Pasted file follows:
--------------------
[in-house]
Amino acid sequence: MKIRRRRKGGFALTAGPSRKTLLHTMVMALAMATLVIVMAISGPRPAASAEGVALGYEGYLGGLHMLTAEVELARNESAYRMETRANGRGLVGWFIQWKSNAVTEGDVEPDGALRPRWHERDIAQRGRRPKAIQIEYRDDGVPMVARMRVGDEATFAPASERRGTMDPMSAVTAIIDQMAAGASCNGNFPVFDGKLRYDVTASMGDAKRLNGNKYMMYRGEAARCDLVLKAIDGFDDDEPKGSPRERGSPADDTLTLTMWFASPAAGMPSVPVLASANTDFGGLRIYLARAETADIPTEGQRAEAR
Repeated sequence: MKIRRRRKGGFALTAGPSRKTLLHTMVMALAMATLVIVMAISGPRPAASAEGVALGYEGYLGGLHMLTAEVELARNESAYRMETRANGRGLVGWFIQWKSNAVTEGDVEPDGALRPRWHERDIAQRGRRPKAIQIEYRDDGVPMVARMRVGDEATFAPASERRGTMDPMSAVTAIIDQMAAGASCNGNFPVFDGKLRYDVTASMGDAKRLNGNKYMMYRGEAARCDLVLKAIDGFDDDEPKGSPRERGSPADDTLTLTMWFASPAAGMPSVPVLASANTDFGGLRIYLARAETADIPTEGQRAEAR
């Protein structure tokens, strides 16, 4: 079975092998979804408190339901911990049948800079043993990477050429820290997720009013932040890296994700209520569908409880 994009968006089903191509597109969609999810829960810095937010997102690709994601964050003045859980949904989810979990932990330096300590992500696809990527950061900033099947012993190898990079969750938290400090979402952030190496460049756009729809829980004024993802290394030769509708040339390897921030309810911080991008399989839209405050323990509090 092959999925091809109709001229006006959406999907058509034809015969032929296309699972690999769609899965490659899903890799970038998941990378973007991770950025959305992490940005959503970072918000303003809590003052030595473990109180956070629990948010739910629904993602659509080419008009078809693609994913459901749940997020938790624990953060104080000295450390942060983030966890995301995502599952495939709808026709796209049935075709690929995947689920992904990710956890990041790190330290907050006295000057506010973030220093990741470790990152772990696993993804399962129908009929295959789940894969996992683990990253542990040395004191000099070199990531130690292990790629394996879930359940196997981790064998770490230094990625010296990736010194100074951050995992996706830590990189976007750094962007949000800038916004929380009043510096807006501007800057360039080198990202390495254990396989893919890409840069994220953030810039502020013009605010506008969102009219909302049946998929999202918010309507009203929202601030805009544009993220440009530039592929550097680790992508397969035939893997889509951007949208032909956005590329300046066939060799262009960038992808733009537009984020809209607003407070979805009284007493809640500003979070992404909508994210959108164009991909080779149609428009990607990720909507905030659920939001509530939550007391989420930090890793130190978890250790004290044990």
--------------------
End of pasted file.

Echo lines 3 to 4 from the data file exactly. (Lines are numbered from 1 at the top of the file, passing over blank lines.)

Repeated sequence: MKIRRRRKGGFALTAGPSRKTLLHTMVMALAMATLVIVMAISGPRPAASAEGVALGYEGYLGGLHMLTAEVELARNESAYRMETRANGRGLVGWFIQWKSNAVTEGDVEPDGALRPRWHERDIAQRGRRPKAIQIEYRDDGVPMVARMRVGDEATFAPASERRGTMDPMSAVTAIIDQMAAGASCNGNFPVFDGKLRYDVTASMGDAKRLNGNKYMMYRGEAARCDLVLKAIDGFDDDEPKGSPRERGSPADDTLTLTMWFASPAAGMPSVPVLASANTDFGGLRIYLARAETADIPTEGQRAEAR
């Protein structure tokens, strides 16, 4: 079975092998979804408190339901911990049948800079043993990477050429820290997720009013932040890296994700209520569908409880 994009968006089903191509597109969609999810829960810095937010997102690709994601964050003045859980949904989810979990932990330096300590992500696809990527950061900033099947012993190898990079969750938290400090979402952030190496460049756009729809829980004024993802290394030769509708040339390897921030309810911080991008399989839209405050323990509090 092959999925091809109709001229006006959406999907058509034809015969032929296309699972690999769609899965490659899903890799970038998941990378973007991770950025959305992490940005959503970072918000303003809590003052030595473990109180956070629990948010739910629904993602659509080419008009078809693609994913459901749940997020938790624990953060104080000295450390942060983030966890995301995502599952495939709808026709796209049935075709690929995947689920992904990710956890990041790190330290907050006295000057506010973030220093990741470790990152772990696993993804399962129908009929295959789940894969996992683990990253542990040395004191000099070199990531130690292990790629394996879930359940196997981790064998770490230094990625010296990736010194100074951050995992996706830590990189976007750094962007949000800038916004929380009043510096807006501007800057360039080198990202390495254990396989893919890409840069994220953030810039502020013009605010506008969102009219909302049946998929999202918010309507009203929202601030805009544009993220440009530039592929550097680790992508397969035939893997889509951007949208032909956005590329300046066939060799262009960038992808733009537009984020809209607003407070979805009284007493809640500003979070992404909508994210959108164009991909080779149609428009990607990720909507905030659920939001509530939550007391989420930090890793130190978890250790004290044990």